Puppy Training: Sooner Rather than Later

Puppies are capable of learning basic obedience cues at a surprisingly young age – even before most leave their litters for their forever homes.  By the time they land – at 8-9 weeks of age – they are already scoping out their new environments.  They are ready to learn! 

Puppy training extends well beyond housetraining.  Installing a preference for outdoor elimination sits at the top of most new puppy parents’ training goals.  A proactive program is the most effective approach for a reliable end result.  (No bells or barking at the door.)

While puppies explore the world with their mouths, there is no reason owners must suffer damaged personal belongings.  Set up for success by managing the space your puppy has access to and incorporate appropriate ways to provide environmental enrichment and to channel puppy’s need to chew.  These preferences last a lifetime, avoiding damaged belongings AND potential injury to your dog.

Impulse Control and Bite Inhibition

Teaching your puppy a handful of basic obedience cues helps reduce impulsivity and molds a reactive puppy into a thinking dog.  The most useful cue to this end is “wait”.  Puppies who learn to wait for what they want exhibit calm behaviors and develop a higher tolerance for frustration. 

Puppies learn bite inhibition from their mothers and littermates.  When a puppy fails to “modify his mouth”, he is clearly and unceremoniously “told” by his canine family.  The more excited a puppy becomes, the more excessively he uses his mouth.  When playing with your puppy, game rules help to teach bite inhibition.  Arousal level escalates during play, but interruptions via obedience cues regulate it.  Part of the game should include relinquishing the toy as asked.  “Trade” the puppy a small treat for the toy to help him learn there is no threat to releasing a valuable object from his mouth.  Puppies who grab a treat or toy from your hand should be reminded to “take it gently”.  She only obtains the treat or toy when she complies and softens her mouth.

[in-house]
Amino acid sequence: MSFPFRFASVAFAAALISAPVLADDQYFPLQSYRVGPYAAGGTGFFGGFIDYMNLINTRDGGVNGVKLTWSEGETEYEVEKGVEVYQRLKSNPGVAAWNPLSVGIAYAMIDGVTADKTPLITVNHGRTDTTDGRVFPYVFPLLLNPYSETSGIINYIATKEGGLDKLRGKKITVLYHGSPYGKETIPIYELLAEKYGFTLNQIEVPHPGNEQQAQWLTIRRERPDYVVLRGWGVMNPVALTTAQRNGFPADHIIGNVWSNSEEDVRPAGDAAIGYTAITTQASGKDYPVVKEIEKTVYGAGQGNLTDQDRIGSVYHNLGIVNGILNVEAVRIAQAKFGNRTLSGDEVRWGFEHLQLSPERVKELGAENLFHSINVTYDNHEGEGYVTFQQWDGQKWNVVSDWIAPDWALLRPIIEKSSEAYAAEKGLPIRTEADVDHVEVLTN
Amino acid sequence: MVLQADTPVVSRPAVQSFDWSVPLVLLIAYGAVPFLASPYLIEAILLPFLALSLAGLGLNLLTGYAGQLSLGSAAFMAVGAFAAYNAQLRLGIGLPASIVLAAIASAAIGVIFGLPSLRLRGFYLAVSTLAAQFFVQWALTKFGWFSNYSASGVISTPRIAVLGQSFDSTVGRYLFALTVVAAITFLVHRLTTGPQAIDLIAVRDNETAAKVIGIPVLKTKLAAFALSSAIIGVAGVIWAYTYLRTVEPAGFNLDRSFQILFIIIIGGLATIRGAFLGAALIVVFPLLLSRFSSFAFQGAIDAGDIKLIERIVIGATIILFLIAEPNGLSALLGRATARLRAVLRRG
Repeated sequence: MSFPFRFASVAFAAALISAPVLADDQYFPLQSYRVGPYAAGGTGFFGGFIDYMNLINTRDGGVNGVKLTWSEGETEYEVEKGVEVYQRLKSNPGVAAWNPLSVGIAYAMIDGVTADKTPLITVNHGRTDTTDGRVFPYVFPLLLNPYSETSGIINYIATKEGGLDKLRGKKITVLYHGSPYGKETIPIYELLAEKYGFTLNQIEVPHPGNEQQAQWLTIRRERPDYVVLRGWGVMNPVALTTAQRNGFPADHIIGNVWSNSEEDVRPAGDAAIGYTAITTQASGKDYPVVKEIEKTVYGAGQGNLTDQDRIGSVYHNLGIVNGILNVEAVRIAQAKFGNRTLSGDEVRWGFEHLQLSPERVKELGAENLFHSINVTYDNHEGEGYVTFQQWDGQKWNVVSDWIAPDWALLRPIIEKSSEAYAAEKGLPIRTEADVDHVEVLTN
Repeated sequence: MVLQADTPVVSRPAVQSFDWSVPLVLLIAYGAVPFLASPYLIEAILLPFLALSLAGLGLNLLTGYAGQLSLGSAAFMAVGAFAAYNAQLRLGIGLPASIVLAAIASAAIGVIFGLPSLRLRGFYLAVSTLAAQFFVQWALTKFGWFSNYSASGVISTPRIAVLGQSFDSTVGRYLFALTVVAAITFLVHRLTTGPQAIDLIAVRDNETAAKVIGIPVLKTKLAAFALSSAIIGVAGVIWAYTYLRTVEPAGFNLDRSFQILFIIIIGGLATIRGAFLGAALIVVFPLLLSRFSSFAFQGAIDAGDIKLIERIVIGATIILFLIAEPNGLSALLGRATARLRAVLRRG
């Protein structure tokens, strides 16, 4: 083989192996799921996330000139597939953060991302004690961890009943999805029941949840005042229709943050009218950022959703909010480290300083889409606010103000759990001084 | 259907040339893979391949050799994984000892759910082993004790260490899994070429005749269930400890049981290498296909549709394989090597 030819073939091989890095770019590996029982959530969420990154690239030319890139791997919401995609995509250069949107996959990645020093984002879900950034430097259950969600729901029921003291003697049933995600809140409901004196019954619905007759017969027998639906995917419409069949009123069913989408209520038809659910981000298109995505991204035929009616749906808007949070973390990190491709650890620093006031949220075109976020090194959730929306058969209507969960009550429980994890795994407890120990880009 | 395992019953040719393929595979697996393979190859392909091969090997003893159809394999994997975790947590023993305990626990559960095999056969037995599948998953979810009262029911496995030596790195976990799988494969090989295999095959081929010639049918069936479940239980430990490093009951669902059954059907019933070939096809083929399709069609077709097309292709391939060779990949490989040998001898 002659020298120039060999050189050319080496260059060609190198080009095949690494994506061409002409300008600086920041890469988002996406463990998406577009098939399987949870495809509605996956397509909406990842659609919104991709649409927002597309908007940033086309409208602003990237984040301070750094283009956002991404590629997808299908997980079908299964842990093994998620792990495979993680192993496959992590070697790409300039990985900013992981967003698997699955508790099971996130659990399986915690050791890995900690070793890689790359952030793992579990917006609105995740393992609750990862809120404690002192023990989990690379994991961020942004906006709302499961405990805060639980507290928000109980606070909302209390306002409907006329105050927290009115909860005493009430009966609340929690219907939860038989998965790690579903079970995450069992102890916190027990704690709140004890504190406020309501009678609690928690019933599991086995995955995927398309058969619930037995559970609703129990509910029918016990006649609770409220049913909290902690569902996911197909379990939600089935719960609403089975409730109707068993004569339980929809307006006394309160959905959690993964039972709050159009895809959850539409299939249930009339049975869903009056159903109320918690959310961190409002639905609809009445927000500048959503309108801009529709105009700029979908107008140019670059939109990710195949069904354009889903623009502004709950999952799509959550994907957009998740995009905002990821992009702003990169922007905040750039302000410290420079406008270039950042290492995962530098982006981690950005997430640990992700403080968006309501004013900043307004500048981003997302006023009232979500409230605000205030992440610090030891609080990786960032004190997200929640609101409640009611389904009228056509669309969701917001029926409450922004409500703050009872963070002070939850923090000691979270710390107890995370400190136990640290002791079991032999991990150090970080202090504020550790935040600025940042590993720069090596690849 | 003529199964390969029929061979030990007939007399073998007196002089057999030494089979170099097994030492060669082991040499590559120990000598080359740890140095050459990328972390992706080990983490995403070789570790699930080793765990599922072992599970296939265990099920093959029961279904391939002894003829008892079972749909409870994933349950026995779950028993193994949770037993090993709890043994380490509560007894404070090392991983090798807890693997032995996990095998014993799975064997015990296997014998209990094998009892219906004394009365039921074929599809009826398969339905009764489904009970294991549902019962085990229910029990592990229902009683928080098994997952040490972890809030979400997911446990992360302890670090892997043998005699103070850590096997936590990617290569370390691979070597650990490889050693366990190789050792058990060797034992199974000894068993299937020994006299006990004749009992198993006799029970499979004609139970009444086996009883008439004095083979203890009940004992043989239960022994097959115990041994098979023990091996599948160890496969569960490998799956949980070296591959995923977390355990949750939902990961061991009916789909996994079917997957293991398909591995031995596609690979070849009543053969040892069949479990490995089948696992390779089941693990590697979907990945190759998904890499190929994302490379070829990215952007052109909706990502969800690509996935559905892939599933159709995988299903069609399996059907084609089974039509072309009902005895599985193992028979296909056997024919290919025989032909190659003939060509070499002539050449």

Acceptance of Handling and Confinement

For many puppies, handling can trigger an escalation in arousal level.  The result is lots of squirming and nipping.  Certain body parts are more likely to produce this response:  head/neck area, feet, and the back end/tail area.  A program of de-sensitization can help develop a puppy’s tolerance for potentially unwelcome touching.  Start with only a few seconds and build up the handling time.  Pair handling the puppy with her favorite treats and increase the time only when you observe a relaxed demeanor. 

Teaching your puppy to accept space confinement is useful throughout his lifetime.  Potty training, installing chewing preferences, and learning to lie down and chill out are difficult when the puppy is not confined.  Most puppies grow into dogs who love their crate space.  The broader significance in accepting confinement is your maturing puppy’s acceptance of human boundaries and leadership.  Physical space is a high value resource to dogs.  Confinement communicates clearly that you control your puppy’s access to physical space.  It’s a big message.


All animals must adjust to the world at large, and puppies are no exception.  Often we assign human qualities and abilities to our dogs that aren’t actually present, because they are dogs and we are humans.  People are baffled when the puppy stops abruptly in the middle of their street and doesn’t want to continue walking.  We have habituated to stimuli, which are novel and, at times, scary to the puppy.  He wasn’t born with the mental equipment to unpack new environments and situations as we humans do.  Patience is the order of the day.  Gradual and positive exposure is the most effective and humane way to socialize and help your puppy habituate to his world


Copyright © Kimberly B. Mandel   CPDT-KA, 2017 all rights reserved

Kimberly Mandel Canine Behavior and Training LLC